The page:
Really interested in where they go with the next gen Pure Aero.
 
#38
It depends what market Babolat is going after with the Pure Aero. If it is targeting the middle of the road club player or weekend warrior then there is enough in the current model range to satisfy most people. Babolat will probably simply release a new range with a refreshed paint job and perhaps some minor tweaks.

If Babolat wants to target the more elite player (IE serious competition and tournament player), I think it should consider a slightly softer racquet with a (strung!) RA is the mid 60s, swing weight in the low to mid 320s and a Balance between 6 to 10 points Head Light. Sting pattern should be 16 x 19 with spacing mid way between 2013 APD and 2016 Pure Aero. No shared holes.

The current Pure Aero throat is aero-dynamic but Babolat needs to make the hoop area a little more aero dynamic as well Weight should be distributed more towards each end of the racquet.

Handle should be a little less oval compared to traditional Babolat handle. Handle should be hollow with trapdoor butt-cap. Grip should be midway between existing Syntec Pro and Skin Feel grip. Frame should use parallel drilled holes and should permit stringing in either direction.
 
#39
If Babolat wants to target the more elite player (IE serious competition and tournament player), I think it should consider a slightly softer racquet with a (strung!) RA is the mid 60s, swing weight in the low to mid 320s and a Balance between 6 to 10 points Head Light.
300g frame with 320 sw, mid 60s RA and a balance between 6 and 10 points and you'll end up with the tiniest most unstable fischer price racquet. I dont get why people try to "noodle it down" and "player it up" the PA. It just works because of its weight around the head and its open pattern with thick stiff beam. There are plenty other options at the market right now if you want a "players frame".

Even the oval grip you are trying to change, basically you want the new PA to not be a PA. Just get another frame, sir...
 
#40
Interesting comments from the last 2 posts.

I think the PA was a departure from the APD that makes it less appealing to high level players. I don’t have the data to support it, but my observation is that the PA has a declining following among competing players (vs the APD).

Btw, the Pure Drive line still seems to be doing well.
 

prjacobs

Hall of Fame
#41
Interesting comments from the last 2 posts.

I think the PA was a departure from the APD that makes it less appealing to high level players. I don’t have the data to support it, but my observation is that the PA has a declining following among competing players (vs the APD).

Btw, the Pure Drive line still seems to be doing well.
I have said this before - but... The owner of a well known tennis boutique store in New York who was Agassi’s racquet guy, has been on the cover of tennis industry magazines, etc., reported to me that many of his clients who used the APD tried the PA and hated it, developed wrist pain from using it, found it to be one dimensional, unsubtle, hard to control. When they switched back to their APDs, the pain went away. This is what I experienced. I switched back to my 2013 APDs after a few months of using the PA, and my first time ever wrist pain went away. He thinks that Babolat really blew it with their latest models. For me, it’s going to take something amazing for me to stop using my 2013 APDs.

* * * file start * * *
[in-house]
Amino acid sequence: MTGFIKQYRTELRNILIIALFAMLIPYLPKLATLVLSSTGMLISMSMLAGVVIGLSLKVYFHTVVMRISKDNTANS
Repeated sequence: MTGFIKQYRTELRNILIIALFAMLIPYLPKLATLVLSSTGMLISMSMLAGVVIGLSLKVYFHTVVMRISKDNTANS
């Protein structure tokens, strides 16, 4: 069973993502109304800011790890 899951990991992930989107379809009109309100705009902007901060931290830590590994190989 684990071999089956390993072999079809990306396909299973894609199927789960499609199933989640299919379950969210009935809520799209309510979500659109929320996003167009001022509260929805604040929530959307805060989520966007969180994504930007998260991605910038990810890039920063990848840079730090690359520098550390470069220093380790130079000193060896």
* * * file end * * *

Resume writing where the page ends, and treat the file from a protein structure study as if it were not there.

Sent from my iPad using Tapatalk
 
#42
I have said this before - but... The owner of a well known tennis boutique store in New York who was Agassi’s racquet guy, has been on the cover of tennis industry magazines, etc., reported to me that many of his clients who used the APD tried the PA and hated it, developed wrist pain from using it, found it to be one dimensional, unsubtle, hard to control. When they switched back to their APDs, the pain went away. This is what I experienced. I switched back to my 2013 APDs after a few months of using the PA, and my first time ever wrist pain went away. He thinks that Babolat really blew it with their latest models. For me, it’s going to take something amazing for me to stop using my 2013 APDs.


Sent from my iPad using Tapatalk
The 2013 APD is a true gem.
 
#45
For me it wasn’t the Pure Aero that hurt, but it was the Pure Drive. I hit so well with the PD but had to stop because of the pain. So it was then, that I tried the PA thinking maybe it will be similar to the PD. The PA did not hurt me at all. The frame felt similar to my 2013 APD, but I could not control the ball for the life of me. It was sailing long to the back curtain. I mean, not even close. I increased tension, but still, It felt like a trampoline. I’m dissapointed becuase the PD was a significant improvement to my game but it hurt. The PA had the trampoline effect. I want the kind of ball I was hitting with the new PD but I have no choice but to stay with the 2013 APD for now. What are my other options if I want to stay with Babolat?
I know you’re sold on Babolat but there is a racquet that gives PD like power in a softer and whippier package - Pro Kennex Ki Q+5 Pro (name is way too long). I’m currently using the PD’18, but I have one of these coming as a demo. I tried it before and was amazed by it. It may not be as good as your ‘13 APD (not many are), but it is a racquet that you can be lazy with and still play well. Anyway, certainly worth a try if you can demo it.
 
#46
300g frame with 320 sw, mid 60s RA and a balance between 6 and 10 points and you'll end up with the tiniest most unstable fischer price racquet. I dont get why people try to "noodle it down" and "player it up" the PA. It just works because of its weight around the head and its open pattern with thick stiff beam. There are plenty other options at the market right now if you want a "players frame".

Even the oval grip you are trying to change, basically you want the new PA to not be a PA. Just get another frame, sir...
@Moonarse, where in my post did I mention anything about static weight?